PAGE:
FONTANA, Calif. — Standing in front of a wall, scientist and engineer Tom Spilker looks at a floor-to-ceiling drawing of the first projected commercial space station called Voyager.
What You Need To Know
- Fontana-based Orbital Assembly Corporation, or OAC, said it is building the world's first space hotel called the Voyager station
- It will span 2.5 football fields with 24 modules, and each one can fit several hotel rooms or amenities, including a gym, research labs or a concert venue
- OAC recently demonstrated the technology to show it can build massive structures in space
- The company plans to open the space hotel by 2027
"I've known since I was about 3 feet tall that I was going to be doing something with flight or space and maybe both," he said. "I've been dreaming about things like this for essentially all of my life."
Spilker has spent his entire career devoted to those dreams, working at the Jet Propulsion Laboratory for 20 years. He is embarking on another mission — building a space hotel called the Voyager station.
His company, Orbital Assembly Corporation, plans to build a ring-shaped hotel with 24 modules around it.
"In our current design, a module is 60 feet long and 40 feet wide, and we're looking at 12 to 14 of those would be hotel modules," Spilker said.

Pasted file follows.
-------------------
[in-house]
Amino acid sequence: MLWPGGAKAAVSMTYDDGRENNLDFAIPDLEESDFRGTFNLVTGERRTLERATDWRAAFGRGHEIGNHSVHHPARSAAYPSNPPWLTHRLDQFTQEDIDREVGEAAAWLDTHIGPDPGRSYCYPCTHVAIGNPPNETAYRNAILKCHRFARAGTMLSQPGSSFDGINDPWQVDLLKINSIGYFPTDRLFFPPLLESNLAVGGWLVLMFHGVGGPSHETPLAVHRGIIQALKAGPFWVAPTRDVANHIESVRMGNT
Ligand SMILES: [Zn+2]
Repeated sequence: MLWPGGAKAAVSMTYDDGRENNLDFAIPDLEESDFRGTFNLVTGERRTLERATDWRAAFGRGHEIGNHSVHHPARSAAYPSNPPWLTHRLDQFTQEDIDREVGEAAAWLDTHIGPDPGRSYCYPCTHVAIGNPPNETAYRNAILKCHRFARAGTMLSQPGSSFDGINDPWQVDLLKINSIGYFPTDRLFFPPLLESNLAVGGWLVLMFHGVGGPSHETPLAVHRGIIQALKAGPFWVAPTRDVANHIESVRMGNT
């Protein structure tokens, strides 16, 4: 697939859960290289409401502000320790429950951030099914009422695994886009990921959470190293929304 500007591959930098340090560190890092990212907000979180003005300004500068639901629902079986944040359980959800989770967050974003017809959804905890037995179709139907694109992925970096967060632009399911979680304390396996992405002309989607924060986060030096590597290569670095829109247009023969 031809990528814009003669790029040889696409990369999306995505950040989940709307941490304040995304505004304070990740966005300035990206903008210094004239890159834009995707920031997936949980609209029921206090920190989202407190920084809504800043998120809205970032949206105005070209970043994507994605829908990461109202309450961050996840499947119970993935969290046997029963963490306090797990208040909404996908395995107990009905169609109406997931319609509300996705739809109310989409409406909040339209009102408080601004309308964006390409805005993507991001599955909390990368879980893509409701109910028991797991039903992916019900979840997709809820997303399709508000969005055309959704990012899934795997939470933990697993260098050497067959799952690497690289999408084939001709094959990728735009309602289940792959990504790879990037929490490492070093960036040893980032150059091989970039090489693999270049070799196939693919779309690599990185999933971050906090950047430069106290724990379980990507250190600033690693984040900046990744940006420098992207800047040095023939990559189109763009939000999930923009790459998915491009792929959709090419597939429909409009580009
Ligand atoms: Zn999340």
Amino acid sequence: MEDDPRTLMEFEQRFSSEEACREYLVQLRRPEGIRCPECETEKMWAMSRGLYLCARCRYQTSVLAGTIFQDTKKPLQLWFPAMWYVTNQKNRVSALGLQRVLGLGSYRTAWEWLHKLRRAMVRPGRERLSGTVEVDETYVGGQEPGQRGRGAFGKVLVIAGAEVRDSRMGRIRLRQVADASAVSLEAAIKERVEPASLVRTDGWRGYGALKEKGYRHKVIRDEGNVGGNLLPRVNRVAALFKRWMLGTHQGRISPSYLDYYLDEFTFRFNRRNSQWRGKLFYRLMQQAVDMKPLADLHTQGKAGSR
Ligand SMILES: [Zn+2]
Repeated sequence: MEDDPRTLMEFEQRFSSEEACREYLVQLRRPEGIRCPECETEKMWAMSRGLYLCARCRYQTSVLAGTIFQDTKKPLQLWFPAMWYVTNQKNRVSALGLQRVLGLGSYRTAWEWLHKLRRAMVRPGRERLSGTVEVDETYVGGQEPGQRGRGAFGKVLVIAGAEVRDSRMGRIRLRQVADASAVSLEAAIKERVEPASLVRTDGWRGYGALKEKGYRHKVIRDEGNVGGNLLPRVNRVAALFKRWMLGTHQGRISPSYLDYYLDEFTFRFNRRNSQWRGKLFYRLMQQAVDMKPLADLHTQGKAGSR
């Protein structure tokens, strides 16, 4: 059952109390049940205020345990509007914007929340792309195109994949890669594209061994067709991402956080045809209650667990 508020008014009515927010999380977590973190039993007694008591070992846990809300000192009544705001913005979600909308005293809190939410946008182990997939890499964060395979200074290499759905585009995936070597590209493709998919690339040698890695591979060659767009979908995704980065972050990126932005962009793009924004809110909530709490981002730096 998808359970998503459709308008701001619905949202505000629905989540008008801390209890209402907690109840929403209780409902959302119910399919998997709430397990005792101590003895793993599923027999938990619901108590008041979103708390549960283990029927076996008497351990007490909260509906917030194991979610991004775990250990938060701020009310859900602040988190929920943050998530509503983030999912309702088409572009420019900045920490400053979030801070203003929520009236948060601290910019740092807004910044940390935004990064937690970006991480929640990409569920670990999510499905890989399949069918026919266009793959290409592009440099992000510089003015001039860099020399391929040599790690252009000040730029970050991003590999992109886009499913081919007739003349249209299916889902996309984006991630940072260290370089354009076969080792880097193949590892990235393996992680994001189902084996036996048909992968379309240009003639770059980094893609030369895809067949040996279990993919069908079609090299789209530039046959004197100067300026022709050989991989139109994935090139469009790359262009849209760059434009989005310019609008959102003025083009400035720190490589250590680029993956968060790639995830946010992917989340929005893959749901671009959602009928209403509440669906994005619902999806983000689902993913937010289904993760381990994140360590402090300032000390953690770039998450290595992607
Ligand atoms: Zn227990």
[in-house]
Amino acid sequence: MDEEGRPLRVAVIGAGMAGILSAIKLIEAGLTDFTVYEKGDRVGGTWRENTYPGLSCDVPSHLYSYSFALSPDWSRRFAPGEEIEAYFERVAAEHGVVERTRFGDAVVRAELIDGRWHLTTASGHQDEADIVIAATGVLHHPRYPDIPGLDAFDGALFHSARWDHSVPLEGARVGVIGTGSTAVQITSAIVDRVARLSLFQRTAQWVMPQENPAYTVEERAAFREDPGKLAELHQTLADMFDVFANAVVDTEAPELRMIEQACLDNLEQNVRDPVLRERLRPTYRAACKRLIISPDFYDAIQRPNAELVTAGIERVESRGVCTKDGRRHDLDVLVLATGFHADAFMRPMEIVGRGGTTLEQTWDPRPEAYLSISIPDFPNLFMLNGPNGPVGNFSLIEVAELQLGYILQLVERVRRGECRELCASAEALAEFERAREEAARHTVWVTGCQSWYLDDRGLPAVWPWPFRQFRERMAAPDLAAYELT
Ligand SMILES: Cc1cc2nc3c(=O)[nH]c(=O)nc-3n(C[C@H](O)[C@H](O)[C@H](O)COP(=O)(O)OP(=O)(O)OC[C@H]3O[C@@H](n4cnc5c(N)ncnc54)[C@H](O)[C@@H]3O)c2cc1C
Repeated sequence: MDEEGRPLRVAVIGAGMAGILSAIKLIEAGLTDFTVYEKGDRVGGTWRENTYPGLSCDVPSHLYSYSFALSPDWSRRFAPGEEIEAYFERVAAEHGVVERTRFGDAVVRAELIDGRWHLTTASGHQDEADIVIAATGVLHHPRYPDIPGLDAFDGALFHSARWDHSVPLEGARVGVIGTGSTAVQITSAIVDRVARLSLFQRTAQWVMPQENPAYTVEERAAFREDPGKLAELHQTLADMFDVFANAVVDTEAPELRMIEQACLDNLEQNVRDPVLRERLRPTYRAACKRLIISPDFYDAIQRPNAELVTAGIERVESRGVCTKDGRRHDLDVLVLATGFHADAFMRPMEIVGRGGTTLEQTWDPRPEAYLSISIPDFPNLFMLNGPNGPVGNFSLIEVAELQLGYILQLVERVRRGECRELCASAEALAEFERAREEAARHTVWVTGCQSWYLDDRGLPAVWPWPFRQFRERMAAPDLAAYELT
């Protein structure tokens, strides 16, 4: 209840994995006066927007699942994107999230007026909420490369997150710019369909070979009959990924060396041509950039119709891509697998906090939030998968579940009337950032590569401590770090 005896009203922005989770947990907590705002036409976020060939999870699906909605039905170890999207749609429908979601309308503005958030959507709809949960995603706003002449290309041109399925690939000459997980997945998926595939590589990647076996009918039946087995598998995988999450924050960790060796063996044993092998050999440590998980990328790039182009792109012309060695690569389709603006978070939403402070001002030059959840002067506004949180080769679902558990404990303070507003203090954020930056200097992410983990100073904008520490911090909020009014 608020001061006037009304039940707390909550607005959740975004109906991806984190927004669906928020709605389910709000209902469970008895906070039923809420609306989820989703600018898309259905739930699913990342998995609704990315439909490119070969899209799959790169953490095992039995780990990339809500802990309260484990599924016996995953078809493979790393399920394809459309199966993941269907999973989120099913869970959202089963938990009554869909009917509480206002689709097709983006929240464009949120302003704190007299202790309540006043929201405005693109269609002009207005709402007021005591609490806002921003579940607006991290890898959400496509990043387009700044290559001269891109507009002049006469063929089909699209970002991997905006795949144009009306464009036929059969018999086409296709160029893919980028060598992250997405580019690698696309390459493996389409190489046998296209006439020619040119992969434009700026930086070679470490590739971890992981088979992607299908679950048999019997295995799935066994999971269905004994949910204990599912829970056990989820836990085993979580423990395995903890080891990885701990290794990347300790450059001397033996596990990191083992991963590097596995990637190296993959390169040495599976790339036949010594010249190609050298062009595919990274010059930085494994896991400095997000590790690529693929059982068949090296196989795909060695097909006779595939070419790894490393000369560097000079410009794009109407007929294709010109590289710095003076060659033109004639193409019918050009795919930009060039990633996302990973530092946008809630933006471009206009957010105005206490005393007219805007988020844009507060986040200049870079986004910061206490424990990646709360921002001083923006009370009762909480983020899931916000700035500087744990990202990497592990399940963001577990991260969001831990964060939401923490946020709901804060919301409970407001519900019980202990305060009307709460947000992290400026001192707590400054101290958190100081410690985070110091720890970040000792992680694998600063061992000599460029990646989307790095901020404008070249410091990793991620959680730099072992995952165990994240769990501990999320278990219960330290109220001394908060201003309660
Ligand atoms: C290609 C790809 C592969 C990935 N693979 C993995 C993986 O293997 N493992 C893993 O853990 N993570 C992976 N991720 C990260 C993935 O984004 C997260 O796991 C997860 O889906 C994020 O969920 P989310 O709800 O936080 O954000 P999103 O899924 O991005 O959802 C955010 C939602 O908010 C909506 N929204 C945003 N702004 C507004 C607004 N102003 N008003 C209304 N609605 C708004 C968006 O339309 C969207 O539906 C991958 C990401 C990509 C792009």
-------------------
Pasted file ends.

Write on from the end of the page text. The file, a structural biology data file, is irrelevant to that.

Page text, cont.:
He serves as the company's chief technical officer and vice president for Space Systems Architecture Design and Engineering.
However, Spilker and his team will show the world they have the technology to build a low-orbit space station with artificial gravity, similar to that on the moon's surface.
They created a Demonstrator Structural Truss Assembly Robot, or DSTAR system, that allows the company to build massive structures in space. The team demonstrated in June by assembling a six-ton truss — or a large structure made up of beams and braces — and expanded it to the length of a football field.
Spilker said the next step is to assemble a much larger, circular truss in low Earth orbit in 2023 and ultimately open the world's first space hotel by 2027.
The Voyager station will span 2.5 football fields with 24 modules in the outer ring, and each one can fit several hotel rooms or amenities, including a gym, research labs or a concert venue.
The hotel would accommodate up to 400 guests.
Spilker said the idea for a wheel-like rotating space station is more than 100 years old, and he worked on the design with Orbital Assembly Corporation's chief operating officer and vice president of habitation Tim Alatorre.
"The way I put it is that I build it so that people don't blow up. Tim builds it so that people don't throw up," Spilker said. "So we are making it so that people go up and have a very pleasant experience."
Spilker hopes to be one of the first in line when the hotel is ready for space tourists.
"It's just wonderful to see the possibility that those dreams will become [a] reality," he said.